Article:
The University of Tokyo, Japan
Atsushi Kubo received his Doctorate degree in Mechanical Engineering from the University of Tokyo in 2015. His research interest is in a wide range of the computational simulation and modeling (mainly at the atomistic level) for the structural and functional materials, including semiconducting materials, ferroelectric materials, polymers, etc. In his current work at the Institute of Industrial Science, The University of Tokyo, he is investigating the mechanical properties of the structural polymers based on the atomistic- and macroscopic-level approaches.
Crack propagation in rubber materials has been intensively investigated because it is one of fundamental processes of failure in rubber materials and is strongly related to the lifetime of rubber products. Some experiments have observed dynamic crack propagation in stretched rubber sheets and reported an interesting phenomenon called the "velocity mode transition". The mode transition is an abrupt change of tendency in the relationship between the crack propagation velocity and the tearing energy (or the loaded strain), as schematically shown in Fig. 1. There are two regions below and above a certain transition point, which are referred to as the "slow mode" and the "fast mode", respectively. According to the experiments, the crack velocity exhibits a nearly discontinuous change by more than two orders of magnitude at the transition point. While the behavior of a propagating crack at the fast mode can be explained theoretically, the mechanism of the mode transition phenomenon has been still unclear despite its importance. Furthermore, no numerical simulation has been established to reproduce the transition phenomenon thus far. In this talk, we present a series of analyses based on the finite element method (FEM) for purpose of revealing the mechanism of the mode transition phenomenon. We carried out FEM simulations of the pure-shear test to mimic a precedent experiment and obtained the relationship between the loaded strain and the crack propagation velocity. The material model consists of the hyper elasticity and viscosity, which were determined to reproduce the mechanical properties of a filled elastomer. As a result, the mode transition phenomenon was reproduced by the present FEM analyses, which revealed that the mode transition correlates to the viscoelastic behavior with a wide range of time scale. The mechanism of the transition phenomenon was well explained through a characteristic mechanical behavior at the crack tip.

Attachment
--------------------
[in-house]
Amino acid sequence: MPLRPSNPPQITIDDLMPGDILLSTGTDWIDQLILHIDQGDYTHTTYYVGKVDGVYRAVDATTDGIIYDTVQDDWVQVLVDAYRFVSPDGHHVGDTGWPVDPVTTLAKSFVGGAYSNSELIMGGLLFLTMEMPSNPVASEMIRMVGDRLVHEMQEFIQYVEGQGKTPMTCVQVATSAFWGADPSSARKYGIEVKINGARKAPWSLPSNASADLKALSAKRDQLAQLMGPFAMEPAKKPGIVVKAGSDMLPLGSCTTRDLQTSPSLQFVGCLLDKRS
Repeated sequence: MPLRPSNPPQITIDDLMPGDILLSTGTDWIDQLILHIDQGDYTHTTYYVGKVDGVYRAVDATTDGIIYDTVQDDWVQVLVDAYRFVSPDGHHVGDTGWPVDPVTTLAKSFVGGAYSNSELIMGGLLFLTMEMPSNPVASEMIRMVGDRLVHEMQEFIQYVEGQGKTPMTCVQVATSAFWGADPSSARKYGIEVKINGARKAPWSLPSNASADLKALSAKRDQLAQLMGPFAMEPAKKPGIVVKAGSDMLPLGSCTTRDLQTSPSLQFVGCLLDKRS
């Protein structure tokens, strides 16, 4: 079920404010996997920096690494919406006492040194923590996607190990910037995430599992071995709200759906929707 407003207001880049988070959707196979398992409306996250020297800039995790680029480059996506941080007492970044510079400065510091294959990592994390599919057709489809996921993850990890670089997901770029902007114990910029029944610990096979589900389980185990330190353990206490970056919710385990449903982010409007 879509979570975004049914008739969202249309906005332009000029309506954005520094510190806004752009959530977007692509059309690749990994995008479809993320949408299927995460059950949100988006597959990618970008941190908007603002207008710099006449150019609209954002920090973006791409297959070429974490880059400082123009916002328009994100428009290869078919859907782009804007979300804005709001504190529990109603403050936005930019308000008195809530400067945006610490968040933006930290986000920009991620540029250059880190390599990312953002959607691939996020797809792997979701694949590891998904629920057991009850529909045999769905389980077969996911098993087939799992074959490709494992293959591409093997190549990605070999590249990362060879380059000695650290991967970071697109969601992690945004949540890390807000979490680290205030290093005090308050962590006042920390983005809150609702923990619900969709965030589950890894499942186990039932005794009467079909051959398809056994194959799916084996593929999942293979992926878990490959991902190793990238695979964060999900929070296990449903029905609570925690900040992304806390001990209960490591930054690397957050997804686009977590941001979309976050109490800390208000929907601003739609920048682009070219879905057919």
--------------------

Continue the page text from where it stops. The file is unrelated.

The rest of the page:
- Kubo A, Umeno Y (2017) Velocity mode transition of dynamic crack propagation in hyper viscoelastic materials: A continuum model study. Scientific Reports 7: 42305.
- Iskandarov A M, Kubo A, Umeno Y (2015) Development of a new dipole model: Interatomic potential for yttria-stabilized zirconia for bulk and surface. Journal of Physics: Condensed Matter 27: 015005.
- Umeno Y, Kubo A, Nagao S (2015) Density functional theory calculation of ideal strength of SiC and GaN: Effect of multi-axial stress. Computational Materials Science 109: 105-110.
- Kubo A, Wang J, Umeno Y (2014) Development of interatomic potential for Nd-Fe-B permanent magnet and evaluation of magnetic anisotropy near interface and grain boundary. Modeling and Simulation in Materials Science and Engineering 22: 065014.
- Kubo A, Albina J M, Umeno Y (2013) Atomistic study of stress-induced switching of 90-degree ferroelectric domain walls in PbTiO3: Size, temperature, and structural effect. Modeling and Simulation in Materials Science and Engineering 21: 065019.